Like the media credits we spoke about earlier, adding the speaking venues and events to a separate page, along with contact information, video clips, and topics on which you speak will build your credibility as an expert, as well as aid event managers and producers.

As always, make your speaking page clear on the home page navigation so organisers don’t have to search high and low for the information.

Other things to include on this speaker page are:

  • Calendar of upcoming events
  • Testimonials from audience members or meeting planners
  • Download link to a speaker one-sheet that organisers can print.



BE PROUD: ask for feedback from people who’ve worked with you

  • Don’t be afraid to ask for a testimonial

  • Don’t only ask clients or customers, include JV partners or event organisers

  • Do interview your clients on a live meeting to ask for ‘wins’

  • Do remember to ask permission to record and use in your marketing

  • Do feel free to follow up (gently and politely) if you don’t hear back

  • Do think of testimonials as product reviews

Testimonials from those who have worked with you – either on a one-to-one basis, as a JV partner, or as an event organiser – is more proof that you are a professional expert who can handle themselves under pressure. Think of these testimonials as you would online reviews for a product. These positive reviews are social proof that you delivered what you promised, that your clients experienced tremendous growth, and that your message was well received.

The same is true for testimonials. The more rave reviews people give you, the more likely you will get new clients or booked for another speaking event. These are your positive reviews that you delivered what you promised, that your clients experienced tremendous growth, and that your message was well received.

Never be afraid to ask for a testimonial. Doing this may not be foremost on someone’s mind nor are people prone to write reviews or testimonials without being asked, so ask gently in an email or a private message on social media.

Follow up after two weeks if you still haven’t seen it. How much longer you follow up really depends on the relationship you have with this person. There’s a fine line between asking and following up on a testimonial and being annoying or perceived as a pest who won’t go away.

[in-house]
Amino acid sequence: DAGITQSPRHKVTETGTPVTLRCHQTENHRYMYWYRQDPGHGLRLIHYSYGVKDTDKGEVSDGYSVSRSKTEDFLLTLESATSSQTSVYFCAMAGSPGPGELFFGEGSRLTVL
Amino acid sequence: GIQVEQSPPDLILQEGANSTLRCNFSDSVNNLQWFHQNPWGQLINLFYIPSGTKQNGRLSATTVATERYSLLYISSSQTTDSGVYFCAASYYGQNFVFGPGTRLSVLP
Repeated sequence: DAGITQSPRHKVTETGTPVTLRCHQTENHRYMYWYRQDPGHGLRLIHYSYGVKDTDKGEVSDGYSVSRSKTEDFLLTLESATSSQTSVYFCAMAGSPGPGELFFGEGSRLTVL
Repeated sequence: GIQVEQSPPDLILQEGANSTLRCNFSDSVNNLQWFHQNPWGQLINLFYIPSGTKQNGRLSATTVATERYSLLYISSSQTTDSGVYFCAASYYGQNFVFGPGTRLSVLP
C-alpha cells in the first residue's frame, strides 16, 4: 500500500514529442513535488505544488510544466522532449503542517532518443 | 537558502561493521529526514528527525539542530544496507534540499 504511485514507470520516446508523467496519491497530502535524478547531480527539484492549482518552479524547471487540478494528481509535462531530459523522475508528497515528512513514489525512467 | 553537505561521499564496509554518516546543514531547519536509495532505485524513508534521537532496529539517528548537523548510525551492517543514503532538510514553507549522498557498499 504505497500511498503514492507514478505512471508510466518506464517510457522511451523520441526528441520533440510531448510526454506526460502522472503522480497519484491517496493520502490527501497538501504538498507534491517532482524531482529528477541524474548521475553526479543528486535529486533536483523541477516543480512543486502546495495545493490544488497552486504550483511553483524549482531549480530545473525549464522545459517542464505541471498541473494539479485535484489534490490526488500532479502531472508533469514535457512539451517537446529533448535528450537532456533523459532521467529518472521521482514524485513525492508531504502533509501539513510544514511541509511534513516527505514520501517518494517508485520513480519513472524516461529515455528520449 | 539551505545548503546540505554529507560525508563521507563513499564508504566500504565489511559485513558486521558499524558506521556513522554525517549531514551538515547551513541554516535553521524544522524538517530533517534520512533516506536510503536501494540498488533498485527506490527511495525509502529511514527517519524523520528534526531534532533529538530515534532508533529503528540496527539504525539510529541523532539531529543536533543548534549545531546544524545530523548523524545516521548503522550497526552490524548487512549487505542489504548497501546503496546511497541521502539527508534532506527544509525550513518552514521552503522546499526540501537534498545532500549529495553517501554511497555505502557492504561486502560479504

Block out some time in your schedule to make a list of contacts who you can approach for a testimonial.

While you can – and certainly should – be asking your clients for testimonials on a one-to-one basis, you can also easily automate the process as well. The simplest way to automate is to add a review request email to your autoresponder sequence.

Several days after a purchase, buyers should receive a short email asking for a review of your program. Why not add a review or testimonial request to your sales autoresponders. This works well for eBooks and other short-format product, and can be a part of every new product set up. It also works really well for courses and services.

 For longer programs or one-to-one coaching, you might consider adding an “exit interview” appointment via Zoom. You’ll gather valuable information for improvements to your program, and be able to record and edit for a testimonial, too.

Here’s another fabulous way to gather video testimonials: interview your graduates on a Facebook Live. Showcase them in your groups and on your business page, and post the recording on your testimonials page.



Has anyone ever told you ‘There’s More to Life Than Business’?

One of the easiest ways to encourage people to like you (which is the first step towards finding clients, booking speaking engagements, and selling your products) is to be social, share parts of your personal life, and relate to people.

People are obsessed with social media, but sometimes get caught up in the media part: how their photos look; what graphic editor they should use; which font looks prettier, etc. That’s not what I’m advocating here. Social media is just one channel and maybe you only use one or two – you don’t have to be everywhere.

Brand positioning for consultants happens across all the channels you use to communicate with your target audience and your clients.

BE EFFICIENT: automate your engagement mechanisms

  • Don’t avoid engaging with clients in multiple channels just pick one where you can be present consistently